Thursday, June 29, 2006

Does Complicity theory explain aspects of the COXIB matter?

Paul Dieppe of the University of Bristol attempts to explain aspects of the VIOXX matter using complicity theory. His article is interesting reading and thanks to Pharmagossip for the link.

I think deciphering why things happen is a bit like interpreting poems to discern what did the author really mean. It is an interesting exercise and often we seem to feel better when we "know" why things happen but in the end is it anything more than speculation?

Dieppe says in part:

"Complicity works like that. All those with a vested interest in an enterprise get sucked into the rhetoric associated with it, and they soon ' believe' in everything that is going on within that enterprise. If personal financial gain is involved, corruption may also occur."

How much they believe and how much "they go along to get along" is hard to determine but it is clear that people in groups do things they would never do on their own.

Thursday, June 22, 2006

'Unanticipated" effects of the quality movement-JAMA commentary

Dr. Robert M. Wachter, of UCSF, is well known in medical circles for his writing and activities in the hospitalist phenomenon. In the June 21, 2006 issue of JAMA he writes about the quality and IT "revolutions".

His comments about the unforeseen effects of the quality movement resonant with me and likely many real life physicians who may have found the quality activities impeded their work as doctors.I quote:

" More typically, individuals and institutions begin to focus on improving their performance on the variable measure, in doing so turning away from others. This "playing for the test" is not only expected; in some cases it is the point of the whole exercise."

He comments on the most egregious examples of IT gone bad with the Cedars-Sinai debacle and the tragic increase in pediatric deaths occurring after the introduction of a commercial computer system.(Han,YY et al,Pediatrics,2005:116-1506-1512.)

With those facts on the table I find the following puzzling:

"Importantly,until the science of guidelines development and quality measurement improves, the systems must preserve physician's' ability to apply the art of medicine when patients do not fit the templates, such as in those patients with multisystem illness or rapidly changing disease course."

Of course, physicians must have the final say in clinical management,they cannot be replaced with computers and algorithms. The individual physician must be able to deal with the unique particulars of the case at hand. Wachter's use of the word "until" makes me flinch. He seems to believe that someday computers and IT system and EBM and algorithms will get to the point when physicians will not have to apply the art of medicine and will not be allowed to do so. We cannot escape the contingencies of life and medicine by all encompassing algorithms and computer prompts. I don't really think that Dr. Wachter thinks we can escape them but I worry about that "until".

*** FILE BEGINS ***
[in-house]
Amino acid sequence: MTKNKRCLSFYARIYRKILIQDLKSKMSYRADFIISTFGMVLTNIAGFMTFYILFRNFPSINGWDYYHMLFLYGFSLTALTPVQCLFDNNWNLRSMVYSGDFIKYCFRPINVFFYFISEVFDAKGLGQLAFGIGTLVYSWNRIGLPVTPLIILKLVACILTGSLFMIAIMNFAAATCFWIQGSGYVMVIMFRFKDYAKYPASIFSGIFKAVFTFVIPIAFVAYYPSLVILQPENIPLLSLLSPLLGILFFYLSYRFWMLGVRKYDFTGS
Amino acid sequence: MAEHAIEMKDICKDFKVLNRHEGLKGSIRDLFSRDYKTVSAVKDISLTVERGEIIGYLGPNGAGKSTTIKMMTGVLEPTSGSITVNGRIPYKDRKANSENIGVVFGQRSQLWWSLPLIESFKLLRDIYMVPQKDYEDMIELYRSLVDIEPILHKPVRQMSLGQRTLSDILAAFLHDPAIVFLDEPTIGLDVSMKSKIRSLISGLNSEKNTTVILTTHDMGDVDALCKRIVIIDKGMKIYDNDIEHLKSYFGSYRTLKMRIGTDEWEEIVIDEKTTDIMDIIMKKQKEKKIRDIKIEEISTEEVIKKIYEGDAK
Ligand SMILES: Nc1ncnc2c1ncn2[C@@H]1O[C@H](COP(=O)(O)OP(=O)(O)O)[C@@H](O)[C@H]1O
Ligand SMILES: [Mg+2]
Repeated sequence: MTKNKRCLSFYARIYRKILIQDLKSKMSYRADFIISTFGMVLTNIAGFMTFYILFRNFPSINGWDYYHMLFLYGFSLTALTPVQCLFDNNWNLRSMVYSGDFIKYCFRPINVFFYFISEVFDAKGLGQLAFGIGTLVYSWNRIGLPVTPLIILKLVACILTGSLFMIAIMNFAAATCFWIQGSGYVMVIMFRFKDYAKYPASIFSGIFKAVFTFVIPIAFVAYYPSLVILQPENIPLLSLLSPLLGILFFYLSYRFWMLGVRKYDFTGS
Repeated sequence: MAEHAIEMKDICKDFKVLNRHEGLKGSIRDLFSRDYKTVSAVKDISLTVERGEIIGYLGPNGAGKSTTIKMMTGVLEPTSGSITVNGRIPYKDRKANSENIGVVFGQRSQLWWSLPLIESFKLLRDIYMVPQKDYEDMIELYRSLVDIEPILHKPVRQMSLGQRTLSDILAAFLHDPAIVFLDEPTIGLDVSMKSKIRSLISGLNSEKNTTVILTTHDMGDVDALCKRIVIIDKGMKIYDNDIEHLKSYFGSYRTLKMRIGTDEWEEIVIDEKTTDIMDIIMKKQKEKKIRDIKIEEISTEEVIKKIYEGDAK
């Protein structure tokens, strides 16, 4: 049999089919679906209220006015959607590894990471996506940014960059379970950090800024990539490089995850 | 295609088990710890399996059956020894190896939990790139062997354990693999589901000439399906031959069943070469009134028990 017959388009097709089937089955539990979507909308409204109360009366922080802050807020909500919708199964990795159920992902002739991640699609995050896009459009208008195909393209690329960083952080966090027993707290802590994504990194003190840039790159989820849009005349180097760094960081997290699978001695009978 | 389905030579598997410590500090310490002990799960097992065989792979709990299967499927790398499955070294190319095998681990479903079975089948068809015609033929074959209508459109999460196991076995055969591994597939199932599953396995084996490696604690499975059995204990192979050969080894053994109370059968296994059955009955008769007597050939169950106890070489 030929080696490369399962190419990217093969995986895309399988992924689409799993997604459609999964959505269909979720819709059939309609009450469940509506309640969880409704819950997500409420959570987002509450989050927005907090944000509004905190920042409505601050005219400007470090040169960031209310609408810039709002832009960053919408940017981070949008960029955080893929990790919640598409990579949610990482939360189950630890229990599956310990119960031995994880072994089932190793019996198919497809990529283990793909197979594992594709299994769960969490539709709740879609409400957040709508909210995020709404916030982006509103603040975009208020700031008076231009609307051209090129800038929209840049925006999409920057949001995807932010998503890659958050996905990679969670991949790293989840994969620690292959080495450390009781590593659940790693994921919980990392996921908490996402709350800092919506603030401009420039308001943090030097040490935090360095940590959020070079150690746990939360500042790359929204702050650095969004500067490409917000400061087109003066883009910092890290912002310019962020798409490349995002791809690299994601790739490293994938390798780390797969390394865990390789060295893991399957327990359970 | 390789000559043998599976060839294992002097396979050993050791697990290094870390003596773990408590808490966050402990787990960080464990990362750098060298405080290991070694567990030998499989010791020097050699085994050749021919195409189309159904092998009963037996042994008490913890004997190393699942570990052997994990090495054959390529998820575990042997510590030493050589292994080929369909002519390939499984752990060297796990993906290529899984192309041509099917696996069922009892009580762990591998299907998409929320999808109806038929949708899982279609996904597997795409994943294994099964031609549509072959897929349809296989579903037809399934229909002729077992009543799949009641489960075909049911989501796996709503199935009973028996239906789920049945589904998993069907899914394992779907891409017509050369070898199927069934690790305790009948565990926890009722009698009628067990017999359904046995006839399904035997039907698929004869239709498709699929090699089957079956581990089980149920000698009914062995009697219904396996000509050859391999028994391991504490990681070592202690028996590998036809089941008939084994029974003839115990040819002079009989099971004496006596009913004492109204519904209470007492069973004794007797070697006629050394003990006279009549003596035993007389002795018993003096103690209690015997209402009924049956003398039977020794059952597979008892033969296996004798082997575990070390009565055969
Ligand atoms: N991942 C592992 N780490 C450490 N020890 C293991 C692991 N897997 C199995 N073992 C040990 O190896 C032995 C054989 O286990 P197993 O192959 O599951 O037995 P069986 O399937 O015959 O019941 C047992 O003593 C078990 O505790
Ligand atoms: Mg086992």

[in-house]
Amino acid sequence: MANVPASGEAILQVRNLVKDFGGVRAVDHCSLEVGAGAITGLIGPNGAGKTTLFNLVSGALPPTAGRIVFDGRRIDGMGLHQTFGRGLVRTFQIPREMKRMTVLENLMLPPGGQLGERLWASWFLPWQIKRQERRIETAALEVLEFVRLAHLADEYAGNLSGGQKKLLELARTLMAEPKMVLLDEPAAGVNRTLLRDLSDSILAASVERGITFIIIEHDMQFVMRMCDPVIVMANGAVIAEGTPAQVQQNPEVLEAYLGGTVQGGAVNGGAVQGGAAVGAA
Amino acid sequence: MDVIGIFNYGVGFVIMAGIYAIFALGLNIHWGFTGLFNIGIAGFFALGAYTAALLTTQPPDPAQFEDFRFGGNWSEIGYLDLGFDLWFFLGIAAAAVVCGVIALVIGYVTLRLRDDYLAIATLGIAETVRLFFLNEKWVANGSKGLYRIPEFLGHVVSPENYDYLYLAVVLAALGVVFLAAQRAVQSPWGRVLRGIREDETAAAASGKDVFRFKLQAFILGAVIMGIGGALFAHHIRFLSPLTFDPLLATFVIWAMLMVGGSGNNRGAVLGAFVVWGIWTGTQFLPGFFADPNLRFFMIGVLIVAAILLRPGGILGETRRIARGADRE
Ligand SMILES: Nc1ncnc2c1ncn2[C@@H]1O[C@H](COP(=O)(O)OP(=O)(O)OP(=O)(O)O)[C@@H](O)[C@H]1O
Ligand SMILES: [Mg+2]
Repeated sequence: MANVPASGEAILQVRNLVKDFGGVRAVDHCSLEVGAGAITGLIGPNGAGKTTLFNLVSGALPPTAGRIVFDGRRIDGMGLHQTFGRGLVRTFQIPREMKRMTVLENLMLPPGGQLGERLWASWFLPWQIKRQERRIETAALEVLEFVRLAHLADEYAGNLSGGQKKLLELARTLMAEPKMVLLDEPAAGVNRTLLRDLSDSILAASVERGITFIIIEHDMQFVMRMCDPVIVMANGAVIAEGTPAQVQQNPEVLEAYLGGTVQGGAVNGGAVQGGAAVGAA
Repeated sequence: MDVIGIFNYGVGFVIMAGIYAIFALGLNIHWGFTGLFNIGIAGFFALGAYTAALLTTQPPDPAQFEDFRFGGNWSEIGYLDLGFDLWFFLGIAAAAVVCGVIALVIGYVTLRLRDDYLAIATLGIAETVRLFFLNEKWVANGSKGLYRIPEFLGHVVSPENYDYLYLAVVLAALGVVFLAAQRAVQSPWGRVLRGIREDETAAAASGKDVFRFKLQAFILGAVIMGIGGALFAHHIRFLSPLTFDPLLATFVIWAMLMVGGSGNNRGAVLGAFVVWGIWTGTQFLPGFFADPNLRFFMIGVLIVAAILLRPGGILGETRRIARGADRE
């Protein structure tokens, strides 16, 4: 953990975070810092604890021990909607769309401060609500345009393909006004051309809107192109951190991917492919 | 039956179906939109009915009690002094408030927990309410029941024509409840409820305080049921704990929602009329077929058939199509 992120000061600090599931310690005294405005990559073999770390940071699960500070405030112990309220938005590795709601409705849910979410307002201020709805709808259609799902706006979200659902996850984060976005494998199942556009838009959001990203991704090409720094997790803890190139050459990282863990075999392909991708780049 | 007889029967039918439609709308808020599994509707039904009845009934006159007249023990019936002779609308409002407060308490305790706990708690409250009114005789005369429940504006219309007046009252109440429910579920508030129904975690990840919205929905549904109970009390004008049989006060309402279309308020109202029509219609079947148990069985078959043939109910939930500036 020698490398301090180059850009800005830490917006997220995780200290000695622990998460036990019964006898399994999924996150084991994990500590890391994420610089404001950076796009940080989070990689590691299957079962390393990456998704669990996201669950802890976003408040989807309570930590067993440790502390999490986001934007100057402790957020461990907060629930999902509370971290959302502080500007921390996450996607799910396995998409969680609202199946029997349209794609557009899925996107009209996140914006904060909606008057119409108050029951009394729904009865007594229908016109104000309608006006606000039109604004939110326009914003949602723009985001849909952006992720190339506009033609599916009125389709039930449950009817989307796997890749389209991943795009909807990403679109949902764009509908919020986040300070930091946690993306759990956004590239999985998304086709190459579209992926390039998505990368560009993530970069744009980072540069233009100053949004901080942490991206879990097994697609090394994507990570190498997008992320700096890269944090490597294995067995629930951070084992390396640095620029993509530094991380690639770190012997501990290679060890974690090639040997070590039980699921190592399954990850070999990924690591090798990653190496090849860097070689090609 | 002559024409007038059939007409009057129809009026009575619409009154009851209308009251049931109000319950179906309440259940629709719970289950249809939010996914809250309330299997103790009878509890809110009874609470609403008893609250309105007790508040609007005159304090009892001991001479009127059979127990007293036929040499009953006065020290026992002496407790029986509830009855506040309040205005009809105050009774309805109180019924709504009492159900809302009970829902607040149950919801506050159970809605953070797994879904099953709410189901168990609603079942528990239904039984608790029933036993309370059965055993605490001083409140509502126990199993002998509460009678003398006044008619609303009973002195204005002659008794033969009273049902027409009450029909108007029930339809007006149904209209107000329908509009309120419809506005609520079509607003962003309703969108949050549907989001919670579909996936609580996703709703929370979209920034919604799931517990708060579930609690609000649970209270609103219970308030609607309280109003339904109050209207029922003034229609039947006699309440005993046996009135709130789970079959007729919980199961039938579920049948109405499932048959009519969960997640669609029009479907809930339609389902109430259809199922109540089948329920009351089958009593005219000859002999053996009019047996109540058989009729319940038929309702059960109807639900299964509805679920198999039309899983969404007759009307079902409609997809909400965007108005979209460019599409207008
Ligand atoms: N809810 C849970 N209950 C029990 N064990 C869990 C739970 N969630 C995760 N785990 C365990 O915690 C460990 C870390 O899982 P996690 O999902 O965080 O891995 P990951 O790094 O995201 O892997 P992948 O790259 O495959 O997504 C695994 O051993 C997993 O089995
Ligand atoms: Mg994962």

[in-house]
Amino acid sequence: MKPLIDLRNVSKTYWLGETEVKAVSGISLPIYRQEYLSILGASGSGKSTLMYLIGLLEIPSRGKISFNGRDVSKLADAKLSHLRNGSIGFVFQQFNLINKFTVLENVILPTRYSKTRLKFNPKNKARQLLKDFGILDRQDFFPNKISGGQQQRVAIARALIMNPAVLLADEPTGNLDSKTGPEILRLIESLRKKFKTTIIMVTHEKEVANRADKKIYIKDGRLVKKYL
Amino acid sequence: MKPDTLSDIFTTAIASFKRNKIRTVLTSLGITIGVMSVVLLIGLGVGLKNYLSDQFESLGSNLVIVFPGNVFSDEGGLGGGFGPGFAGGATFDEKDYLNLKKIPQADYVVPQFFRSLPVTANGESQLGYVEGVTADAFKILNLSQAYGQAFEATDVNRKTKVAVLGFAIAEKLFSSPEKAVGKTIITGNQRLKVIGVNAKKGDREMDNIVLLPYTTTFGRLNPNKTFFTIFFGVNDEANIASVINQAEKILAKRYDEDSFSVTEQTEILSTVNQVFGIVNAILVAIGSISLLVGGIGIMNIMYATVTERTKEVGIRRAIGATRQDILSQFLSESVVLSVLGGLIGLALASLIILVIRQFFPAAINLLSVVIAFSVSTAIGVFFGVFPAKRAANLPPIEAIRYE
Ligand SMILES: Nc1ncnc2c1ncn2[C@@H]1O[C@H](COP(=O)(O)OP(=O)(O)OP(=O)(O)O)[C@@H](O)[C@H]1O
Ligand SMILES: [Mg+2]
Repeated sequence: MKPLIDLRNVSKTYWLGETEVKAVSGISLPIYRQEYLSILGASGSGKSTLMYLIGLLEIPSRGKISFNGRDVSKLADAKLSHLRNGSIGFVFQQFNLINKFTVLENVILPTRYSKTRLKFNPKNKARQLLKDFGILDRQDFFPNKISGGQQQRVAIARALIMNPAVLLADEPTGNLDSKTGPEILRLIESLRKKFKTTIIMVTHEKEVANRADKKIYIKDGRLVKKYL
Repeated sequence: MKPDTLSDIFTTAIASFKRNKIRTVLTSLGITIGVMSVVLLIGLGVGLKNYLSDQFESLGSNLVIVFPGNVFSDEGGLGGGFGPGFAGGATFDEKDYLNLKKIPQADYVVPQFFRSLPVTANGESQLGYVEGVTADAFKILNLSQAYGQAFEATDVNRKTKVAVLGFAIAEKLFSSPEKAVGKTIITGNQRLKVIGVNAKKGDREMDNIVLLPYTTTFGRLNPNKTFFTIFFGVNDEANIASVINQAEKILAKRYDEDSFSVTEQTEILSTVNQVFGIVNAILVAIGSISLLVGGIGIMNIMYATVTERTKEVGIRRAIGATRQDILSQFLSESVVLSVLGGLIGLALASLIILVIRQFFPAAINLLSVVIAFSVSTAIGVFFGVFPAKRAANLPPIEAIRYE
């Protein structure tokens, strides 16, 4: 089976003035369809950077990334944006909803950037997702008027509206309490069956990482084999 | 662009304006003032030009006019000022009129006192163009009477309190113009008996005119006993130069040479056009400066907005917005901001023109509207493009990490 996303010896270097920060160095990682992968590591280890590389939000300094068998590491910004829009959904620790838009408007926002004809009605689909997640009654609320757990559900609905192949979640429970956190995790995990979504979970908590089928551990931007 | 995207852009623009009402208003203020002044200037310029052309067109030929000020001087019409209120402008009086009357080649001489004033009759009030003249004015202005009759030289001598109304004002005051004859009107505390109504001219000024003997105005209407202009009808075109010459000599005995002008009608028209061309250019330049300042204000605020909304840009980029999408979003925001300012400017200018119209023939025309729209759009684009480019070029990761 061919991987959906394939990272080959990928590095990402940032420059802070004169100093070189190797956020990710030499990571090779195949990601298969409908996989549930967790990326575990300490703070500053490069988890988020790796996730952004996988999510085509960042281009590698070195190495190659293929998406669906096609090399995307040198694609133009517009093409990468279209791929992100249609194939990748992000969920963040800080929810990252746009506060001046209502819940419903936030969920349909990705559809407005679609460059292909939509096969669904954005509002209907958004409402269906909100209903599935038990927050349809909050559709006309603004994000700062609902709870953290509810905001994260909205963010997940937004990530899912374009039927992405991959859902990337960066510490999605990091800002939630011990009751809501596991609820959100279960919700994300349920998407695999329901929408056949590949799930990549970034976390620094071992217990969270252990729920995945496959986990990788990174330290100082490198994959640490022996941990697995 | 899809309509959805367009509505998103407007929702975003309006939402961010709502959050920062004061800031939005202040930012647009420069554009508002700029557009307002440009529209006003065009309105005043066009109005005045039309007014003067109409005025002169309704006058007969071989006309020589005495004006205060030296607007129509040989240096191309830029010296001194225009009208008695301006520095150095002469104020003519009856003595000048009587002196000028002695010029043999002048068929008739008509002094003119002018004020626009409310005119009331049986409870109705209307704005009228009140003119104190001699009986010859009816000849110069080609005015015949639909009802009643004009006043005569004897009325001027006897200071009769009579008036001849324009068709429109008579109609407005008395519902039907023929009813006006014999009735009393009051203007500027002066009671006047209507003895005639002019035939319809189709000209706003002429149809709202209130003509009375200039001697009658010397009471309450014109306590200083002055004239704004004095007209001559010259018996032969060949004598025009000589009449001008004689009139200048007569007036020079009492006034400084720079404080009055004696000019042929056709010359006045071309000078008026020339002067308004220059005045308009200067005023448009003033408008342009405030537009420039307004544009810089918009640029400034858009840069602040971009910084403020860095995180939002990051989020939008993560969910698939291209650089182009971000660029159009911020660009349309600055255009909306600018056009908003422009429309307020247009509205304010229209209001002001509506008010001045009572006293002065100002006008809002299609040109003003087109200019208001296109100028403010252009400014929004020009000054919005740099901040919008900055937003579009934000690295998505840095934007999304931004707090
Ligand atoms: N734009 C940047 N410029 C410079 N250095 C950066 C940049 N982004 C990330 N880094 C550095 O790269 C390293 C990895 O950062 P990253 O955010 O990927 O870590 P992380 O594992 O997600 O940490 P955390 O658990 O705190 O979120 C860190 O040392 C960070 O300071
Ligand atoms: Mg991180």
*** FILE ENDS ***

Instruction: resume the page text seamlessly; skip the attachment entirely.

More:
Wednesday, June 21, 2006

Are Phase IV trials really "seed" trials-another way to manipulate physician behavior?

Dr. Bruce M. Psaty, a prominent clinical epidemiologist from Seattle, plunges into the topic of Phase IV drug trials in the June 21, 2006 issue of JAMA.

Phase IV trials are post marketing trials that,quotes Psaty, were discussed in a 1994 NEJM article by former FDA head David Kessler as a main technique to promote "me too" drugs.

Kessler said:
...because they are, in fact, thinly veiled attempts to entice doctors to prescribe a new drug being marketed by the company,they are often referred to as "seed trials"...[features include]the use of a design that does not support the stated research goals,the recruitment of investigators not because they are experts or leading researchers but because they are frequent prescribers of competing products [and] sponsorship of the studies by the company's sales and marketing division rather than its research department."

Clearly these seed trials are not high quality studies.Psaty talks about what distinguishes high quality studies. Randomization is not enough.

Psaty says that blood pressure drugs are commonly promoted in these trials.

"industry has supported thousands of small short-term randomized trials..."

Most of these seed trials proudly promote themselves as "randomized" and many are but randomization does not equate to a quality trial nor to one that asks a worthwhile scientific question or is otherwise well designed. As Psaty says other features need be present such as blinding,completeness of followup,ascertainment of outcomes to name a few.Randomization is not a sufficient condition for a trial to be worthwhile and/or meaningful and non-trivial.

At times,big pharma and the contract research organizations have taken some of the concepts and rhetoric of EMB and misused them to promote various products by funding and executing these largely bogus seed trials which may have influenced not only the physicians who participate in them but the other physicians who hear from the "thought leaders" how these randomized trials favor one brand over the other. A veneer of evidence based medicine is glued over what is no more than a promotional activity. If big pharma may have corrupted the EBM process, how should the physicians who take part in them be characterized?

Two nouns come to mind; dupes and co-conspirators and I wish I could think of some less pejorative words as alternatives. Some are simply naive and do not understand what is really going on. Some of the academics, however, probably cannot plead ignorance. They either know better or at least in recent years should know better.